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Definition: golf from Merriam-Webster's Collegiate(R) Dictionary

(15c) : a game in which a player using special clubs attempts to sink a ball with as few strokes as possible into each of the 9 or 18 successive holes on a course

golf vi

golf•er n

Summary Article: golf
From The Hutchinson Unabridged Encyclopedia with Atlas and Weather Guide

Outdoor game in which a small rubber-cored ball is hit with a wooden- or iron-faced club into a series of holes using the least number of shots. On the first shot for each hole, the ball is hit from a tee, which elevates the ball slightly off the ground; subsequent strokes are played off the ground. Most courses have 18 holes and are approximately 5,500 m/6,000 yd in length. The modern game of golf developed in Scotland in the 15th century, but the game's ancient origins are unclear.

The hole Each hole is made up of distinct areas: the tee, from where players start each hole; the green, a finely manicured area where the hole is located; the fairway, the grassed area between the tee and the green, not cut as finely as the green; and the rough, the perimeter of the fairway, which is left to grow naturally. Natural hazards such as trees, bushes, and streams make play more difficult, and there are additional hazards in the form of sand-filled bunkers and artificial lakes.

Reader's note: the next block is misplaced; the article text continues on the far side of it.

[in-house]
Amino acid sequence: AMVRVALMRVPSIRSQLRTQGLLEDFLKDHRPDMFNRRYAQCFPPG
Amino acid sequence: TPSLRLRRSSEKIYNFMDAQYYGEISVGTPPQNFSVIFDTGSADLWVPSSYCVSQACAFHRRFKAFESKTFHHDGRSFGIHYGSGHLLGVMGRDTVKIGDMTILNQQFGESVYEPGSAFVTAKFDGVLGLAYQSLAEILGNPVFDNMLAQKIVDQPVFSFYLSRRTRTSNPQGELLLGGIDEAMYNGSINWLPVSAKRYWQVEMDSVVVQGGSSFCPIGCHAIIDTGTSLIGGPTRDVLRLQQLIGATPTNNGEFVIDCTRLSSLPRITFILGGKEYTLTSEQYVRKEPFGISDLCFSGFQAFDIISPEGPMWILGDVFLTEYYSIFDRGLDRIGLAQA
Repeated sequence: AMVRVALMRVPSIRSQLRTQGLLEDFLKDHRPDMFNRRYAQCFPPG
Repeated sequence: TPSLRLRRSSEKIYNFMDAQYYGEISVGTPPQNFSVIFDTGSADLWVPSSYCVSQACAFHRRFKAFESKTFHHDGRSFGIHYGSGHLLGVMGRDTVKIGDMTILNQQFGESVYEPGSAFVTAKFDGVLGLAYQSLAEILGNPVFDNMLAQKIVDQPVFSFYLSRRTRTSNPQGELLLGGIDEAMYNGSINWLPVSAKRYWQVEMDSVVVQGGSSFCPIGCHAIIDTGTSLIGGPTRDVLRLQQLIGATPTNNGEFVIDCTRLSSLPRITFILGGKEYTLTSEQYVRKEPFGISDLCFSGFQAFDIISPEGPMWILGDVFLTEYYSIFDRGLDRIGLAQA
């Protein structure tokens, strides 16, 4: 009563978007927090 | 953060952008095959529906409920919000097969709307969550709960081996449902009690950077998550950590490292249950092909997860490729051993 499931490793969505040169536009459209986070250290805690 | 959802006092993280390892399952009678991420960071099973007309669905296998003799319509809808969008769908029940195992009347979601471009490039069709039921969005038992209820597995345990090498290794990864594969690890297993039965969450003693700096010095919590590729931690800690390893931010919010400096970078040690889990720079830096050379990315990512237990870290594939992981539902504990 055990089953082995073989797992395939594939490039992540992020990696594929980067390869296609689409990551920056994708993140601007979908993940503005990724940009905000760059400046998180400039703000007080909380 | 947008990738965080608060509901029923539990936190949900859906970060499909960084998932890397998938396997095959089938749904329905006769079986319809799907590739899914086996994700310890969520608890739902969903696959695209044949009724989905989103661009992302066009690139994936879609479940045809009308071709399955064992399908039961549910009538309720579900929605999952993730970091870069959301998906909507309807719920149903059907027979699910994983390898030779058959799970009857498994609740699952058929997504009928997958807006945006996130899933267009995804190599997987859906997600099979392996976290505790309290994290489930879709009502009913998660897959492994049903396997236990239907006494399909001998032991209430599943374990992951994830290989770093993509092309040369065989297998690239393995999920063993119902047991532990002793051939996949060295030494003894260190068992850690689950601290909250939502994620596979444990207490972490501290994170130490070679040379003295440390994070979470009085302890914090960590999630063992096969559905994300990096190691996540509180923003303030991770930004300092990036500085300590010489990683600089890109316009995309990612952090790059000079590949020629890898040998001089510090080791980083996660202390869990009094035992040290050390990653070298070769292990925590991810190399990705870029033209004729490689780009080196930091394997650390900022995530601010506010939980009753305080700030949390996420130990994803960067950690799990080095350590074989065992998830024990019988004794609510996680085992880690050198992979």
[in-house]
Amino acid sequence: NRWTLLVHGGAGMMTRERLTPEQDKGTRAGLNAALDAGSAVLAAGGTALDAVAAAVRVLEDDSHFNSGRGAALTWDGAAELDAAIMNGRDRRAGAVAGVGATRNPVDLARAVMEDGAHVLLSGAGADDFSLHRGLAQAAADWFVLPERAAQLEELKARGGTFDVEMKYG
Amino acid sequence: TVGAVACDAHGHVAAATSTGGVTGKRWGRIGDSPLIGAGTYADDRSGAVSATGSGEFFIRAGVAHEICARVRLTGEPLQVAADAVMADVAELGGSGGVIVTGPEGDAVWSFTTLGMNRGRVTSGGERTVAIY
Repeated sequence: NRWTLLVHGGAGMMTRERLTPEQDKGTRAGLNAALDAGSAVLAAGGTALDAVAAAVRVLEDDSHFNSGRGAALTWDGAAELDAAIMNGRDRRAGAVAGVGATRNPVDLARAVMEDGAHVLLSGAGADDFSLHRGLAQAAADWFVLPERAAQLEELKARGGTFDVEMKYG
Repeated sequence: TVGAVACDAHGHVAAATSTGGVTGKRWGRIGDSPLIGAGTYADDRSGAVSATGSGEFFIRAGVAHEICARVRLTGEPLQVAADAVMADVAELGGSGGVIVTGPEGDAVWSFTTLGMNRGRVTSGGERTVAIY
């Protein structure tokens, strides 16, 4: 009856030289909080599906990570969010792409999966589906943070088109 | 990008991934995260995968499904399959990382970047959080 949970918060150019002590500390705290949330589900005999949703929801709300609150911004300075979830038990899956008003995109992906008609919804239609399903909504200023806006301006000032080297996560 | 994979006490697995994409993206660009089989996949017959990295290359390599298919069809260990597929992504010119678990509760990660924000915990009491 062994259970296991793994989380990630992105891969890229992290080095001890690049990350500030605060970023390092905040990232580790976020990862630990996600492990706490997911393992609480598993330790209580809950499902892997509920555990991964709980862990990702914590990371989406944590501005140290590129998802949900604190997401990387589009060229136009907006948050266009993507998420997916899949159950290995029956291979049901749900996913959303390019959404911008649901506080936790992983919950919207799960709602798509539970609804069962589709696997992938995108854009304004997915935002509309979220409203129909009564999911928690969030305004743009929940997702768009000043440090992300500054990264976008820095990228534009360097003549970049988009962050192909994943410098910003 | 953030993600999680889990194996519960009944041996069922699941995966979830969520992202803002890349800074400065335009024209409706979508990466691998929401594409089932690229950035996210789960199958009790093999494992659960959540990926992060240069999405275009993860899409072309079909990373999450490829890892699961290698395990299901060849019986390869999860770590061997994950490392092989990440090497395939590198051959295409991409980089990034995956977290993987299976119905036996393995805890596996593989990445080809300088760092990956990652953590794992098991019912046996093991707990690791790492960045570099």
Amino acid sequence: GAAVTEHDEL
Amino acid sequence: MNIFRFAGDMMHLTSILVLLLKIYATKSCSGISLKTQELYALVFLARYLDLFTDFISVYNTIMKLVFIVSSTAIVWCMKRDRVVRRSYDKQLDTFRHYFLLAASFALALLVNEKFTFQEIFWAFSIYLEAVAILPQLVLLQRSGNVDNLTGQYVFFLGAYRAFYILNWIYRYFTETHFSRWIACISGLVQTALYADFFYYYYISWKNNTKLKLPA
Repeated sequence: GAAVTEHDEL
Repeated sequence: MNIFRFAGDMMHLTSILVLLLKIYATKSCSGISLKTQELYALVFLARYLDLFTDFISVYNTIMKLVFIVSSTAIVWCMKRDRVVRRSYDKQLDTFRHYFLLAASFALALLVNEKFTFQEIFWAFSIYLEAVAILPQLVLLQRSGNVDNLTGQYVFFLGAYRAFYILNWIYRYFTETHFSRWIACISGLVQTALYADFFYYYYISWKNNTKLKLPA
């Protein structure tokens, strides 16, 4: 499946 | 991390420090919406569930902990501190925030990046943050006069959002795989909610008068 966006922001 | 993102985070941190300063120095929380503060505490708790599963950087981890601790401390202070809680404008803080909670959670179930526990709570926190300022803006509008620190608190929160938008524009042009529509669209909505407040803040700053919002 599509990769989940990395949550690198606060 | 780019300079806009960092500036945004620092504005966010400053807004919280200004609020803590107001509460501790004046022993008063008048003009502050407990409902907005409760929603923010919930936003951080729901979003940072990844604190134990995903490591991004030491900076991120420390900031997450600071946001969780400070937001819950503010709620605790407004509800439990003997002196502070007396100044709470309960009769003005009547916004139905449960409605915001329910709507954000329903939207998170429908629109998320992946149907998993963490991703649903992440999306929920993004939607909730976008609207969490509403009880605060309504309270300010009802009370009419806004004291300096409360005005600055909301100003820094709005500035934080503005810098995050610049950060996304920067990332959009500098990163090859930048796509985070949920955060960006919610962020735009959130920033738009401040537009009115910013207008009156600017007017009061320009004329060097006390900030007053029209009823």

Clubs Clubs consist of woods and irons, and are numbered according to the angle at which the face of the club is set (the higher the number, the more acute the angle; clubs with a straight face send the ball the furthest). Most players also carry a wedge, a faced iron set at a sharp acute angle with a deep flange, this being ideal for bunker play. All carry a putter for holing out on the greens; this is the only club that has a wide variety of shapes to suit individual styles.

Stroke and match play Golf is played in two principal forms: stroke play (also known as medal play) and match play. In stroke play the lowest aggregate score for a round determines the winner. Play may be more than one round, in which case the aggregate score for all rounds counts. In match play, the object is to win holes by scoring less than one's opponent(s).

Handicaps Golf's handicap system allows for golfers of all levels to compete on equal terms. Players are handicapped according to the number of strokes they take for a round; for example, a player who took 83 shots to go round a course with a par (standard score) of 71 would be given a handicap of 12. Handicapping enables players of different standards to compete on even terms by conceding or receiving strokes. In all championships and in all major tournaments, however, competitors play level.

Competitions The major golfing events are the British Open (first held in 1860), US Open (first held 1895), US Masters (first held in 1934), and US Professional Golfers Association (PGA) (first held in 1916). A men's World Cup for teams of two has been played annually since 1953. The Ryder Cup, established in 1927, is played every two years between 12-man teams from the USA and Europe. A women's version of the Ryder Cup, the Solheim Cup, was introduced in 1990.